On July 11, General Alexander Hamilton (former Secretary of the Treasury) and Colonel Aaron Burr (current Vice-President) met for a duel to settle their long-standing and ever-growing hatred for one another. Hamilton was leader of the Federalist Party and mastermind of politics and had recently given support to the opposing Morgan Lewis specifically to make Burr lose his bid for Governor of New York. Burr had been dropped from Jefferson's ticket in the 1804 election and had planned to secure more local political action, but now he only had rage against Hamilton.
Hamilton continued working to wrest power from the “dangerous” Democratic-Republicans he feared would turn the United States into a mob of rabble. Jefferson won his second term in 1804, and his protege and Father of the Constitution James Madison would take the election of 1808. In 1812, the political climate would changed. Europe was embroiled in the Napoleonic Wars, which threatened to drag in the US as well with English as well as French naval ships plundering American vessels and “impressing” sailors into service.
War Hawks called for a campaign against Britain and even an invasion of Canada in the spirit of expansionism (which many thought would be easily done with local support; Jefferson said it was a “mere matter of marching”). President Madison set an ultimatum that both France and Britain recognize their neutrality or face war. France sent communications (eventually proven misleading) that they would, and Congress very nearly declared war on Britain but for the political finagling of Hamilton. Without his war and the growing political discontent, Madison would lose the 1812 election to DeWitt Clinton of New York, the first Federalist president in twelve years.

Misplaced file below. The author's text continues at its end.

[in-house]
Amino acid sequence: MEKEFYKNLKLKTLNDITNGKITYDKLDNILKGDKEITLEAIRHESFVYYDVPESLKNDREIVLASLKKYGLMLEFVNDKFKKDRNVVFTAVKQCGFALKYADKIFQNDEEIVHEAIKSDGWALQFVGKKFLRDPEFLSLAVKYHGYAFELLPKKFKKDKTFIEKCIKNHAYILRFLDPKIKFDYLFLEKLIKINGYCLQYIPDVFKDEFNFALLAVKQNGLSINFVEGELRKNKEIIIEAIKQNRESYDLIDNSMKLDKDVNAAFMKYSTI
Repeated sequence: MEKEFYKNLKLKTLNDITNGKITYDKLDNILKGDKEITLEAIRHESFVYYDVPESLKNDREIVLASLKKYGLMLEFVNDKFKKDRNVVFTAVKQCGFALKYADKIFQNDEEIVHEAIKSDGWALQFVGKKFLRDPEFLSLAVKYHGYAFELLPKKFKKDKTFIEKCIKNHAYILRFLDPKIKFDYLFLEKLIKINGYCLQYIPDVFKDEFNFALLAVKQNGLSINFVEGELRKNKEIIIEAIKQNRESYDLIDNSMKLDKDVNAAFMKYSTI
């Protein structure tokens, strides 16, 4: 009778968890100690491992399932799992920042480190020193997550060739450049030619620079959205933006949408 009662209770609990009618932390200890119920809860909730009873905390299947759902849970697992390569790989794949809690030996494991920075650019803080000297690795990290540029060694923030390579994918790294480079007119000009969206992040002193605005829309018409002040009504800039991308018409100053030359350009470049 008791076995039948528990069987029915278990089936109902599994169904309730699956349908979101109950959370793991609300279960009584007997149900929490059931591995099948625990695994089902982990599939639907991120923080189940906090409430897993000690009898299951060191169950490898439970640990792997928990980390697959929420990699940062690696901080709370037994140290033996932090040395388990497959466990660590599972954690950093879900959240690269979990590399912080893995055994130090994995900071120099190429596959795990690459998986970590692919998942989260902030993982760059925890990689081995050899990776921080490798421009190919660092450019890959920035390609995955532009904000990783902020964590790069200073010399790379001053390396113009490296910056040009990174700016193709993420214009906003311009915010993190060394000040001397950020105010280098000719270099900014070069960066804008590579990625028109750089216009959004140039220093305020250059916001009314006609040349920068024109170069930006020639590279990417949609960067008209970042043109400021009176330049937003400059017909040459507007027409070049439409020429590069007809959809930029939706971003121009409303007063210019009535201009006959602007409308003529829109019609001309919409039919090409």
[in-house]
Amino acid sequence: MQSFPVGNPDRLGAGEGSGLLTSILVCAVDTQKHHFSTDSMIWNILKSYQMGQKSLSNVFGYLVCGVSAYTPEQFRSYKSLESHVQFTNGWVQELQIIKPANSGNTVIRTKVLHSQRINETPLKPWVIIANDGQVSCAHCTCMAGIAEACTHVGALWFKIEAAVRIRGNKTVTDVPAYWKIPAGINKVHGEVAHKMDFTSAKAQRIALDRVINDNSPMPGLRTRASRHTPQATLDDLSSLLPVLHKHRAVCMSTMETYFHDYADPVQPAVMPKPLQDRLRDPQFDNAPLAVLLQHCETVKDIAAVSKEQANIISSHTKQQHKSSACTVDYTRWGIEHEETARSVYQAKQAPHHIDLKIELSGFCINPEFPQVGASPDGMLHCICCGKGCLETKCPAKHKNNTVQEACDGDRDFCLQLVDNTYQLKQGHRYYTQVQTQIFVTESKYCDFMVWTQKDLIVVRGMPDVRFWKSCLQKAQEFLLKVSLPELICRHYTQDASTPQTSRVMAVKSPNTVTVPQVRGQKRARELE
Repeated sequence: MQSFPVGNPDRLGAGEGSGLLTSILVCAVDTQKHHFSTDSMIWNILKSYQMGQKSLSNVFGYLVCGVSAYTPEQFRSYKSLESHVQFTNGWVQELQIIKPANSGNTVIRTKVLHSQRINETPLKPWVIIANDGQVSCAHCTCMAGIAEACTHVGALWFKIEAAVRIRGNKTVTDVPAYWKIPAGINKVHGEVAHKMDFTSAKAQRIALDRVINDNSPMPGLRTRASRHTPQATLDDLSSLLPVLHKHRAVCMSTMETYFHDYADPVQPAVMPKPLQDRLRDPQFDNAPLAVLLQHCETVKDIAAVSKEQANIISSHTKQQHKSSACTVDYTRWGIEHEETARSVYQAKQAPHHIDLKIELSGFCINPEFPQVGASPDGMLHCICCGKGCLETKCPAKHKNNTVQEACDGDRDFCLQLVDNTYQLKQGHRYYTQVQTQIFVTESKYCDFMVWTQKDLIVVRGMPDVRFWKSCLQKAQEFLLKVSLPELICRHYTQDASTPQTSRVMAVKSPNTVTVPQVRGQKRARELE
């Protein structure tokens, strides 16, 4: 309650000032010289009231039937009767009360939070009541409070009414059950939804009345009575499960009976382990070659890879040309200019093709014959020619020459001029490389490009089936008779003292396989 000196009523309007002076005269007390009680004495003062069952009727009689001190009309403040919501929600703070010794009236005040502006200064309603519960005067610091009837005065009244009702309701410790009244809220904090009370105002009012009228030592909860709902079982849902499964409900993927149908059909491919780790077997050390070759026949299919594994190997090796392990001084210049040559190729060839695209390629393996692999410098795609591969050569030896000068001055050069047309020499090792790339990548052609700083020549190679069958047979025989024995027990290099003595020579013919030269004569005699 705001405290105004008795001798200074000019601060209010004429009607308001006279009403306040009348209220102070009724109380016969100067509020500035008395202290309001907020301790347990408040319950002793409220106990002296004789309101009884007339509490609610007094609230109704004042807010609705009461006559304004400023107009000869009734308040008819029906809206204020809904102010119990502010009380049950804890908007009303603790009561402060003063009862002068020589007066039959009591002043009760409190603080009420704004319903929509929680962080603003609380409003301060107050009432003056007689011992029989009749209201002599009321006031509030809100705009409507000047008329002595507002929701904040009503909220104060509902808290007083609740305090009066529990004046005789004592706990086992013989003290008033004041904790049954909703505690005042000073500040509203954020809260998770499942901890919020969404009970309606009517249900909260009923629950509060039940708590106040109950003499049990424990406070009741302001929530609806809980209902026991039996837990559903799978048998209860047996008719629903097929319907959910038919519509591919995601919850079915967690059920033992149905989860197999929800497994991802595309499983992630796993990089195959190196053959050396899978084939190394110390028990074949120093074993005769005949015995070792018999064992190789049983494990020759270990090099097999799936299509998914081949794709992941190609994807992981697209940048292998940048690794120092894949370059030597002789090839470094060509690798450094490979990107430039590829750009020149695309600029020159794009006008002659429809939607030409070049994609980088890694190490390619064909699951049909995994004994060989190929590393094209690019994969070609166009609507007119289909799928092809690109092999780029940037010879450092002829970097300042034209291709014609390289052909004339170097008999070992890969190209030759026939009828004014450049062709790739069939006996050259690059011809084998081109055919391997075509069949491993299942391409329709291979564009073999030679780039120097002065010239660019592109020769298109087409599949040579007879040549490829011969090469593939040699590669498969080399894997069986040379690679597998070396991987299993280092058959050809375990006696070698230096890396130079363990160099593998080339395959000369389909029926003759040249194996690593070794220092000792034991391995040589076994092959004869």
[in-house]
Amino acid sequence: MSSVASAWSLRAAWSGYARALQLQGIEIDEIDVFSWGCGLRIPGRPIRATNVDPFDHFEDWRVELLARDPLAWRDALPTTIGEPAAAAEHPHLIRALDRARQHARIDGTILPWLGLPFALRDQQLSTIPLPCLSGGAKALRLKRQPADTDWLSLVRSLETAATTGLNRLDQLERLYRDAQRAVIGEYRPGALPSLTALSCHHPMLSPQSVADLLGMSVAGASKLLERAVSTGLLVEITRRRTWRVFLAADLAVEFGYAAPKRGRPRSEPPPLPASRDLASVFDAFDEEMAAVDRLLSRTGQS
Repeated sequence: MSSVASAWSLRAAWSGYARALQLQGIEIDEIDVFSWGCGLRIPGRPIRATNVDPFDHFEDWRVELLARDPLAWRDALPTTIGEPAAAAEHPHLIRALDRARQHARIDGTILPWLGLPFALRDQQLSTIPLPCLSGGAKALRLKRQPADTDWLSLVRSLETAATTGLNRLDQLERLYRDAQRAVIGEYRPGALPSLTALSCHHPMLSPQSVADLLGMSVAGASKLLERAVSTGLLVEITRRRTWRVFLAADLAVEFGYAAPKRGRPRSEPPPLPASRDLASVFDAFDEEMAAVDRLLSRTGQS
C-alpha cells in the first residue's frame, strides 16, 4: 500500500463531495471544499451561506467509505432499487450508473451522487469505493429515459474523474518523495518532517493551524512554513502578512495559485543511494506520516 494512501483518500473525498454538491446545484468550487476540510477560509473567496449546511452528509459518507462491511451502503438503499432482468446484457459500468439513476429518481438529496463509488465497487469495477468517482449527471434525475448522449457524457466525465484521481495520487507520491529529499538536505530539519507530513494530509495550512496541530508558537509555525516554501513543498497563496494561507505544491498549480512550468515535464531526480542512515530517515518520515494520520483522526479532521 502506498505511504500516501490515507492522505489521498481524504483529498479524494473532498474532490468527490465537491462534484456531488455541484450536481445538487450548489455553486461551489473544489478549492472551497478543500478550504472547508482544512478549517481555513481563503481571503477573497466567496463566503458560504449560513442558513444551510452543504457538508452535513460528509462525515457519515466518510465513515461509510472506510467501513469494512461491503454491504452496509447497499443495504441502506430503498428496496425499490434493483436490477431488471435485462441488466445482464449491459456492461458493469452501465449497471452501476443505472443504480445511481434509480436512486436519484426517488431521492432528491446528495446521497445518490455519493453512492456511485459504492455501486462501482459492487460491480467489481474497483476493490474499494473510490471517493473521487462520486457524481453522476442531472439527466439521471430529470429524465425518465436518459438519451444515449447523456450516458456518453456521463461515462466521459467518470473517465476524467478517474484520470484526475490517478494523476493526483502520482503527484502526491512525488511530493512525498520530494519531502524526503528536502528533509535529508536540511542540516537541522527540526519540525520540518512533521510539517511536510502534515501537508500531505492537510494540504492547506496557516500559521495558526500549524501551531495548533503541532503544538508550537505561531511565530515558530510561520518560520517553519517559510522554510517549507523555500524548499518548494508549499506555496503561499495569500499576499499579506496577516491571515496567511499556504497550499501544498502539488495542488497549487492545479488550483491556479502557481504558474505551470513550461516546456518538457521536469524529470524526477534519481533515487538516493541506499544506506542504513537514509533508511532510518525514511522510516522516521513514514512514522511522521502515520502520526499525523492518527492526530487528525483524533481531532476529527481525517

Clinton called for a strengthening of America's infrastructure, building roads that would lead to and aid in the later Indian Wars. As a member of the Erie Canal Commission, which others would see through with his assistance. Further, and perhaps most importantly, Clinton set to solve the problems of international quarrels by improving the navy of the United States beyond Jefferson's pocket-boat defense. Now a force to be reckoned with, Britain and France would recognize American neutrality, and after the defeat of Napoleon, a war-beleaguered Britain would sign the Treaty of Ghent with America, solving the issues that could have started a war only two years before.
The Federalist Party would continue to challenge the Democratic-Republicans, though both would agree on the Monroe Bill (named after Senator Monroe of Virginia) that the US would not abide European interference in the Western Hemisphere. As the Spanish Empire collapsed to the south, Americans welcomed the growing Republicanism and used its fleet to dissuade Europe from further colonization. America itself would assure dominance with the Mexican War in 1846, but be true to Monroe's word in 1861 by aiding Mexico in overcoming the French and Spanish invasion by Maximilian (which also relieved growing tension on the question of slavery, later to be solved by the 1867 Emancipation Proclamation, promising ample government compensation to any owner willing to free his slaves).
Pushing West and now south, American expansionism turned to annexing turbulent Latin American nations in the latter half of the nineteenth century. While accusations of “empire” were made and perhaps deserved, America grew powerful in the Western Hemisphere and increasingly Hispanic in background, creating a vivid diversity that would supply ample raw materials and labor for an Industrial Age. As the Cold War raged with the Soviet Union in the next century, America would see many of its states and territories fighting for their own independence fueled by Communist insurgents, igniting a Civil War over the question of states' rights.
In reality, Hamilton would die of his wounds, which were tremendous as Burr's shot has ricocheted within the man's torso. Without a strong leader, the Federalist Party would fall behind the Democratic-Republicans, eventually leading to the Era of Good Feelings, an age downplaying partisanship under President Monroe where the Federalists would all but cease to exist.